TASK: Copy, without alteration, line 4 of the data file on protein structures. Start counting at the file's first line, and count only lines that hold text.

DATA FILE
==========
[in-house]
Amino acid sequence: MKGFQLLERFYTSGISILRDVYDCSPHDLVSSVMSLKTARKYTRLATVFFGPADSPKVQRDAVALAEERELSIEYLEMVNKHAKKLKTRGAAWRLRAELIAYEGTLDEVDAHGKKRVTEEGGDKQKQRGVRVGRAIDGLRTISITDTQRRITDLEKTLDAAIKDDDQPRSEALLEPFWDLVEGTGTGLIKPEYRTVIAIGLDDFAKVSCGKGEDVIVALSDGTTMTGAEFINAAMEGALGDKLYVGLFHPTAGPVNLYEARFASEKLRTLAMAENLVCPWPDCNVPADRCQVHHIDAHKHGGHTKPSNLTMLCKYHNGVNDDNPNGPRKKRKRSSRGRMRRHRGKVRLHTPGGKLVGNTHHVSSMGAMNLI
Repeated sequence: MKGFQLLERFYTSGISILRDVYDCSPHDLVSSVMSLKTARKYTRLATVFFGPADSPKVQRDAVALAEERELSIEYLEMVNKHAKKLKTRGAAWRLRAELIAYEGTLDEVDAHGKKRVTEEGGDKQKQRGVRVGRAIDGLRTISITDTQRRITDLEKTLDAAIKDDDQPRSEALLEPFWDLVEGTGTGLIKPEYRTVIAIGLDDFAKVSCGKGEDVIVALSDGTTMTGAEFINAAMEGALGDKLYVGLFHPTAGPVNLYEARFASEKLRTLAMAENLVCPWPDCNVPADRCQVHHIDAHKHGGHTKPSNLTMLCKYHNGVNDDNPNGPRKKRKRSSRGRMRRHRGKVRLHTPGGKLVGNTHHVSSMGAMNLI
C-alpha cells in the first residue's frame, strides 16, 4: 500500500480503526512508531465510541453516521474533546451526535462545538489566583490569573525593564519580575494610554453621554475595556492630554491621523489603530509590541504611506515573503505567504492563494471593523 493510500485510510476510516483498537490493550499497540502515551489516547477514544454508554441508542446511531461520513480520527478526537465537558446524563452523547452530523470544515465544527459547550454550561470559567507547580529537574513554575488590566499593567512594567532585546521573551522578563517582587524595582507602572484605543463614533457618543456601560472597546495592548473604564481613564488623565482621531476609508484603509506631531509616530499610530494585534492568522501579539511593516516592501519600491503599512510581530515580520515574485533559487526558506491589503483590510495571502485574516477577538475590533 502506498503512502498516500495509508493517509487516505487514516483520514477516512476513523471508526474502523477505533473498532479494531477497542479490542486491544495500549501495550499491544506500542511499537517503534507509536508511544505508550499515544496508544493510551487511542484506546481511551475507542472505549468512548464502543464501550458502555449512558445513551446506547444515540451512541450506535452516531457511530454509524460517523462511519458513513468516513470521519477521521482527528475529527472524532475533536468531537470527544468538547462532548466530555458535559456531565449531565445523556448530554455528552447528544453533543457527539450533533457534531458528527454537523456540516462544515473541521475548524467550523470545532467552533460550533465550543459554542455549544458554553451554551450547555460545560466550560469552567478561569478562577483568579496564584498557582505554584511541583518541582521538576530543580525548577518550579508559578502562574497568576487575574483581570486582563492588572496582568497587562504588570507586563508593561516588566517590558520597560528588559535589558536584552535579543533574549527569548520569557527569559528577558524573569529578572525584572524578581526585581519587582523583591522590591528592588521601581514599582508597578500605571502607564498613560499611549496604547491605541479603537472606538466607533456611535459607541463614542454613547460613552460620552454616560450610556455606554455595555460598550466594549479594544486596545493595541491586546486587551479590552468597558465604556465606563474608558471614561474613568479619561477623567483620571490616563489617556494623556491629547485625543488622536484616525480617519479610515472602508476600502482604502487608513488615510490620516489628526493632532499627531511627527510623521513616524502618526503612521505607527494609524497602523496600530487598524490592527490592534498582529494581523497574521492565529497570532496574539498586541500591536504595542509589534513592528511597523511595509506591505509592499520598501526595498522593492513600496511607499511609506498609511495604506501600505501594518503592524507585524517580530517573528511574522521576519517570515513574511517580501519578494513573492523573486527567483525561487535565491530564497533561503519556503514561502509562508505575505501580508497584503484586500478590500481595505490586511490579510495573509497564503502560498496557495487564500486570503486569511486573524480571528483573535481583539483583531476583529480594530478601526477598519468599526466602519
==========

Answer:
C-alpha cells in the first residue's frame, strides 16, 4: 500500500480503526512508531465510541453516521474533546451526535462545538489566583490569573525593564519580575494610554453621554475595556492630554491621523489603530509590541504611506515573503505567504492563494471593523 493510500485510510476510516483498537490493550499497540502515551489516547477514544454508554441508542446511531461520513480520527478526537465537558446524563452523547452530523470544515465544527459547550454550561470559567507547580529537574513554575488590566499593567512594567532585546521573551522578563517582587524595582507602572484605543463614533457618543456601560472597546495592548473604564481613564488623565482621531476609508484603509506631531509616530499610530494585534492568522501579539511593516516592501519600491503599512510581530515580520515574485533559487526558506491589503483590510495571502485574516477577538475590533 502506498503512502498516500495509508493517509487516505487514516483520514477516512476513523471508526474502523477505533473498532479494531477497542479490542486491544495500549501495550499491544506500542511499537517503534507509536508511544505508550499515544496508544493510551487511542484506546481511551475507542472505549468512548464502543464501550458502555449512558445513551446506547444515540451512541450506535452516531457511530454509524460517523462511519458513513468516513470521519477521521482527528475529527472524532475533536468531537470527544468538547462532548466530555458535559456531565449531565445523556448530554455528552447528544453533543457527539450533533457534531458528527454537523456540516462544515473541521475548524467550523470545532467552533460550533465550543459554542455549544458554553451554551450547555460545560466550560469552567478561569478562577483568579496564584498557582505554584511541583518541582521538576530543580525548577518550579508559578502562574497568576487575574483581570486582563492588572496582568497587562504588570507586563508593561516588566517590558520597560528588559535589558536584552535579543533574549527569548520569557527569559528577558524573569529578572525584572524578581526585581519587582523583591522590591528592588521601581514599582508597578500605571502607564498613560499611549496604547491605541479603537472606538466607533456611535459607541463614542454613547460613552460620552454616560450610556455606554455595555460598550466594549479594544486596545493595541491586546486587551479590552468597558465604556465606563474608558471614561474613568479619561477623567483620571490616563489617556494623556491629547485625543488622536484616525480617519479610515472602508476600502482604502487608513488615510490620516489628526493632532499627531511627527510623521513616524502618526503612521505607527494609524497602523496600530487598524490592527490592534498582529494581523497574521492565529497570532496574539498586541500591536504595542509589534513592528511597523511595509506591505509592499520598501526595498522593492513600496511607499511609506498609511495604506501600505501594518503592524507585524517580530517573528511574522521576519517570515513574511517580501519578494513573492523573486527567483525561487535565491530564497533561503519556503514561502509562508505575505501580508497584503484586500478590500481595505490586511490579510495573509497564503502560498496557495487564500486570503486569511486573524480571528483573535481583539483583531476583529480594530478601526477598519468599526466602519